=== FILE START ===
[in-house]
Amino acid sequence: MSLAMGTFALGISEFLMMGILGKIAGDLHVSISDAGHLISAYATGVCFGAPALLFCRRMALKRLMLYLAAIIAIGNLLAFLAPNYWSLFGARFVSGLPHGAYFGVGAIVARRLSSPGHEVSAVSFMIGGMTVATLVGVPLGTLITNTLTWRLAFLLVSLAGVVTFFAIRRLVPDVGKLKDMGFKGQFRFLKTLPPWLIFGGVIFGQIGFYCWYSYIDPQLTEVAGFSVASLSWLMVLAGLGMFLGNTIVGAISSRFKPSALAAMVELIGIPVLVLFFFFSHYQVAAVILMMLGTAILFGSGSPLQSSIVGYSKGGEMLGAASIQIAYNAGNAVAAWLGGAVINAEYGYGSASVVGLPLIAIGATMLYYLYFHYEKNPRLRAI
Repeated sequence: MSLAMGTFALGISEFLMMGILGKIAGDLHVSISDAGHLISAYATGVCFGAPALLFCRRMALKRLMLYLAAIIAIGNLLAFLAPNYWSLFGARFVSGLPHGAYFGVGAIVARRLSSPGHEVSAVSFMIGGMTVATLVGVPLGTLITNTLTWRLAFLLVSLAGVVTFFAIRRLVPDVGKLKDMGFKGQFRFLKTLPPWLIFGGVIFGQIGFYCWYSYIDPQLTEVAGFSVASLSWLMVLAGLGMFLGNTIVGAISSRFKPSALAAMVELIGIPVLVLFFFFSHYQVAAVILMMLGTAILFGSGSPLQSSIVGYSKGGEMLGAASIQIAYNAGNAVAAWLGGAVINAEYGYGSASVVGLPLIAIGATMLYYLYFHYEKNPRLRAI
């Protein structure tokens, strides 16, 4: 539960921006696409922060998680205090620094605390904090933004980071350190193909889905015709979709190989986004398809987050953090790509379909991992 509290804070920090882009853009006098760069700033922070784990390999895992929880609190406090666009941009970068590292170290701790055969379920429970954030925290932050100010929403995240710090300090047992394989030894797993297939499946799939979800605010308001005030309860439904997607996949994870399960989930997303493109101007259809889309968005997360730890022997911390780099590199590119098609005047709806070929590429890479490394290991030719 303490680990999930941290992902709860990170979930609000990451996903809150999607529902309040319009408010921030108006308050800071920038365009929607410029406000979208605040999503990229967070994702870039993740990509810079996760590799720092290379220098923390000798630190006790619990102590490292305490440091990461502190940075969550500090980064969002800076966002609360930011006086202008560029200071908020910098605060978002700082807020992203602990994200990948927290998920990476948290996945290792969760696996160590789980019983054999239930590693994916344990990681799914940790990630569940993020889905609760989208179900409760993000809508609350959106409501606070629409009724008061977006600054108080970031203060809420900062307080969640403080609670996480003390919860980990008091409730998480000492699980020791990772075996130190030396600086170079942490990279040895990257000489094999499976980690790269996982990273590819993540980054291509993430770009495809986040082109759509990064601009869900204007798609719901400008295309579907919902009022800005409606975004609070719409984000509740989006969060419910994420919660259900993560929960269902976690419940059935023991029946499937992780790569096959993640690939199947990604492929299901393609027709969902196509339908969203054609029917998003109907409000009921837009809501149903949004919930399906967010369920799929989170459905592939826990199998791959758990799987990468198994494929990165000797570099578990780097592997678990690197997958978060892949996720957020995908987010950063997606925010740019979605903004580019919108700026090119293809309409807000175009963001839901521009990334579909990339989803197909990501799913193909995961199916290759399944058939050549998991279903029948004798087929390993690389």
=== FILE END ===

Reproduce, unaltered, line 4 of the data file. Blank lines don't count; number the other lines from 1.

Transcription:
């Protein structure tokens, strides 16, 4: 539960921006696409922060998680205090620094605390904090933004980071350190193909889905015709979709190989986004398809987050953090790509379909991992 509290804070920090882009853009006098760069700033922070784990390999895992929880609190406090666009941009970068590292170290701790055969379920429970954030925290932050100010929403995240710090300090047992394989030894797993297939499946799939979800605010308001005030309860439904997607996949994870399960989930997303493109101007259809889309968005997360730890022997911390780099590199590119098609005047709806070929590429890479490394290991030719 303490680990999930941290992902709860990170979930609000990451996903809150999607529902309040319009408010921030108006308050800071920038365009929607410029406000979208605040999503990229967070994702870039993740990509810079996760590799720092290379220098923390000798630190006790619990102590490292305490440091990461502190940075969550500090980064969002800076966002609360930011006086202008560029200071908020910098605060978002700082807020992203602990994200990948927290998920990476948290996945290792969760696996160590789980019983054999239930590693994916344990990681799914940790990630569940993020889905609760989208179900409760993000809508609350959106409501606070629409009724008061977006600054108080970031203060809420900062307080969640403080609670996480003390919860980990008091409730998480000492699980020791990772075996130190030396600086170079942490990279040895990257000489094999499976980690790269996982990273590819993540980054291509993430770009495809986040082109759509990064601009869900204007798609719901400008295309579907919902009022800005409606975004609070719409984000509740989006969060419910994420919660259900993560929960269902976690419940059935023991029946499937992780790569096959993640690939199947990604492929299901393609027709969902196509339908969203054609029917998003109907409000009921837009809501149903949004919930399906967010369920799929989170459905592939826990199998791959758990799987990468198994494929990165000797570099578990780097592997678990690197997958978060892949996720957020995908987010950063997606925010740019979605903004580019919108700026090119293809309409807000175009963001839901521009990334579909990339989803197909990501799913193909995961199916290759399944058939050549998991279903029948004798087929390993690389």